Ancient temples, monuments, caves, forests and hot springs dot the scenic hills and plains of Bihar, where Buddha wandered in his search for salvation.
Not many think of the dusty plains of Bihar as a tourism hotspot, but the state attracts thousands of visitors from all over the world, surpassing vacation hubs like Goa. So what brings them here? A glimpse of the holy land where the Buddha wandered, searching for salvation.
Photo: Bpilgrim, Wikipedia
The foremost destination for pilgrims is Bodh Gaya, where Buddha attained enlightenment under a peepal tree. The behemoth that stands here today is not quite the tree under which the Buddha sat – it was planted in the 19th century from a sapling in Sri Lanka that took root from a branch of the original Bodhi tree. The tree is situated in the Mahabodhi Complex, which also houses a grand temple. Its imposing spire towers above the town and its precinct resonates with the rhythmic beating of gongs. To soak in the spiritual ambience, many visitors stay on for months and undertake meditation and vipasana courses.
Few tourists venture beyond Bodh Gaya, but it is in the hinterlands that one gets a holistic experience of the Buddhist legacy of Bihar. About 70km way, lies Rajgir, where the Buddha lived for many years and converted the Mauryan emperor Bimbisara. Rajgir is a delight not only for its myriad monuments, but also the scenic terrain. The forested, low-lying hills surrounding the town offer splendid views, hot springs and endless opportunities for hiking.
Go across the Ganga to Kesaria Stupa and Vaishali in north Bihar. This region is famous for its litchis and in May-June, you can have a luscious ‘farm-to-finger’ experience – farmers sell freshly-plucked litchis on the highways, right next to their orchards. Buddha gave his last sermon in Vaishali and there couldn’t be a more fitting end to your journey in his footsteps.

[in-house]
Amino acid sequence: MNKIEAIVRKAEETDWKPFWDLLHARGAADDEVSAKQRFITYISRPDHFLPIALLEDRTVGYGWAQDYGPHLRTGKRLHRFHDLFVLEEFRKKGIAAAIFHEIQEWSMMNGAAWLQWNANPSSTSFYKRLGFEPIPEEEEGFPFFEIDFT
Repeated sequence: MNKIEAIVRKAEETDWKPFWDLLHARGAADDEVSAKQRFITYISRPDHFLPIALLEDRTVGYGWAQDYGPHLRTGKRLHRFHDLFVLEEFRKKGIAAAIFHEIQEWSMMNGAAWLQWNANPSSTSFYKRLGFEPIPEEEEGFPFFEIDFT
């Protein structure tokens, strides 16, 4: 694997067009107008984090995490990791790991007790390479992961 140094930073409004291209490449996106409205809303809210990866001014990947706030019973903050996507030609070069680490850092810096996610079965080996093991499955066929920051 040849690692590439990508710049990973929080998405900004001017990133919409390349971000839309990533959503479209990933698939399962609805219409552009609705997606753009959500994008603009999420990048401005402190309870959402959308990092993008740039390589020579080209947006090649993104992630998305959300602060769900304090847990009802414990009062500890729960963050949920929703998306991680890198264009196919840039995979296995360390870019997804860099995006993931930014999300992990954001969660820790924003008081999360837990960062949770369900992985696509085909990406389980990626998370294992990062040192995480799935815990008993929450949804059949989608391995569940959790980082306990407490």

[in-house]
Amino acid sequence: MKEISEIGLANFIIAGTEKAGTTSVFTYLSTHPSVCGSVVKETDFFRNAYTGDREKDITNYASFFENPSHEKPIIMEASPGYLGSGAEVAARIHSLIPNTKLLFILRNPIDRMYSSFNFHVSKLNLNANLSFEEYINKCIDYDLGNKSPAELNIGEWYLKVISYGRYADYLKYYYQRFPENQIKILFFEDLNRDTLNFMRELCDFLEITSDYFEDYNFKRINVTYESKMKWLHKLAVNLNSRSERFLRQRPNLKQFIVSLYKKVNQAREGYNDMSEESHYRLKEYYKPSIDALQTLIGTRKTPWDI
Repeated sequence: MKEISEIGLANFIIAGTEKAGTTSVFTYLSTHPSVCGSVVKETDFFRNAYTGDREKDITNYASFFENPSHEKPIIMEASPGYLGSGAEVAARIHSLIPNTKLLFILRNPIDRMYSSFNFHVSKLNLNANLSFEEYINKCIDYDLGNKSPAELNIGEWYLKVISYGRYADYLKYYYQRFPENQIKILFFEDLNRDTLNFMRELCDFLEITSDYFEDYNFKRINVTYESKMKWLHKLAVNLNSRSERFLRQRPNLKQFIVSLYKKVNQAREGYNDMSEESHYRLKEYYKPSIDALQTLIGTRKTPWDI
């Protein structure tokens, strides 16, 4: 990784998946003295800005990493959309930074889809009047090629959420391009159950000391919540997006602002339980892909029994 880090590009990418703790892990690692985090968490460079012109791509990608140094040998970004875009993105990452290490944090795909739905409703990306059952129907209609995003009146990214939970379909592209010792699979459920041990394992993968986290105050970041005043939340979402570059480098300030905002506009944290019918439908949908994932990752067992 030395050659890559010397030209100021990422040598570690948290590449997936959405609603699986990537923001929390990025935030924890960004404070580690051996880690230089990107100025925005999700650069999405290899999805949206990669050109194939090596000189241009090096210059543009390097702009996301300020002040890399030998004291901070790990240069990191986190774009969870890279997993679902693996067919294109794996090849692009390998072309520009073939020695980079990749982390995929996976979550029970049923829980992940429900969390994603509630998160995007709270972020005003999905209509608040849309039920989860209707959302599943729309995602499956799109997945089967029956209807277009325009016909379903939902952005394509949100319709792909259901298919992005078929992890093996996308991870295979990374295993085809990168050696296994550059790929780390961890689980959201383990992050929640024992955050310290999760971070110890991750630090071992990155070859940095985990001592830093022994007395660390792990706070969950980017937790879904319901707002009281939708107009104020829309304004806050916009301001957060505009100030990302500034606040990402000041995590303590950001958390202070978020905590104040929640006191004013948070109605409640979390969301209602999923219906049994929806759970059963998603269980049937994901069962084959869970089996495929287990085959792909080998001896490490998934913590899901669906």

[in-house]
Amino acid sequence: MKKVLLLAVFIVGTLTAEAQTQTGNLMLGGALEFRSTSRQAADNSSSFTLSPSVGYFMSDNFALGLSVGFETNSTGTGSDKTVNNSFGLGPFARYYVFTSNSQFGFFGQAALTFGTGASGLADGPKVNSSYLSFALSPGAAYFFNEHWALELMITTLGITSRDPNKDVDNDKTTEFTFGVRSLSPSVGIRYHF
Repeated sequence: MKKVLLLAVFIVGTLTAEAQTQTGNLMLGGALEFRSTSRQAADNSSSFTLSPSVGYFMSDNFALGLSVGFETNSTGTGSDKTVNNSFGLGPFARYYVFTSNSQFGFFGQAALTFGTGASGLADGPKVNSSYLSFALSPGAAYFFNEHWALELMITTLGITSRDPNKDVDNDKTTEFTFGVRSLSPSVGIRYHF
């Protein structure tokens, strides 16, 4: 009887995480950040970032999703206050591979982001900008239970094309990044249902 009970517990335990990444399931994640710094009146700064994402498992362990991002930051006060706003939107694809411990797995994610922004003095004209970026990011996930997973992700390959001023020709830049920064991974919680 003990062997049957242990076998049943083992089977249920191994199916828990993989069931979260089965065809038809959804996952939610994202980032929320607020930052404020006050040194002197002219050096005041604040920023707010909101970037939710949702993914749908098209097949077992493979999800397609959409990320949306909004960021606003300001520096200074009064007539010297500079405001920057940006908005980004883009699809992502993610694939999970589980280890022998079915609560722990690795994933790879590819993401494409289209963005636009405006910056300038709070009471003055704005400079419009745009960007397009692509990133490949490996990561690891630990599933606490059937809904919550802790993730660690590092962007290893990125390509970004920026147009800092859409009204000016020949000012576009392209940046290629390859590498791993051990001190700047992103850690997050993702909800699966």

- Mahabodhi Temple Complex, the holiest Buddhist shrine in the world that marks the spot where the Buddha attained enlightenment.
- Whisper softly in the smooth, polished interiors of the Barabar Caves to hear its renowned echo effect that was central to the plot of EM Forster’s A Passage to India.
- Ride the rickety aerial ropeway to the hilltop Shanti Stupa, a striking marble structure built as a symbol of peace.
- Trek to the Saptaparni Caves atop the Vaibhar Hill. They were the venue of the First Buddhist Council. En route, there are a plethora of Jain temples, ruins, sculptures and gorgeous views of Rajgir.
- Nalanda, the first residential university in the world that, at its peak, played host to 10,000 students and 2,000 teachers.
Day 1: Arrive at Gaya Airport/ Railway Station. Explore Bodh Gaya (Mahabodhi Temple Complex, Animesh, Lochan Chaitya, Chankramana, Ratnagarh, Archaeological Museum and Pragbodhi Hill). Stay at Bodh Gaya.
Other Attractions: Vishnupad Temple, Gaya.
Day 2: Visit Barabar Caves, the oldest surviving rock cut caves in India, and Kauwa Dol. Then proceed to Rajgir (Giddhakoot, Shanti Stupa, Swarna Bhandar, Bimbisara Jail, Son Bhandar and newly excavated stupa). Stay at Rajgir.
Other Attractions: Horse buggy ride/ Cycling to Ghora Katora Lake, Maniyar Math, Jarasandh ka Akhara and chariot marks.
Day 3: Rajgir (Trek to Saptaparni Caves, Pippala Cave, Ajatashatru Stupa and Cyclopean Wall). Visit Nalanda (Archaeological Site & Museum). Stay at Patna.
Other Attractions: Makhdoom Kund, Brahma Kund, Jain temples and ruins (en route to Saptaparni Caves) on Vaibhar Hill and Pawapuri Jal Mandir.
Day 4: Visit Vaishali and Kesaria Stupa. Catch return flight or train from Patna.
Good to Know
- The best time to visit Bihar is October to March, when the weather is pleasant – summers are intolerably hot. It is mostly humid during the monsoons (June–August), but the landscape is at its lushest at this time.
- Although public transport connects the various destinations, they are neither reliable, nor comfortable. If you are pressed for time, it is best to hire a cab from Gaya. Your hotel can arrange for one.
- The Kalachakra Festival (kalachakra.in), held in Bodh Gaya in December–January, draws hordes of devotees. Hotels get booked out in Bodh Gaya and Rajgir, so make your reservations in advance.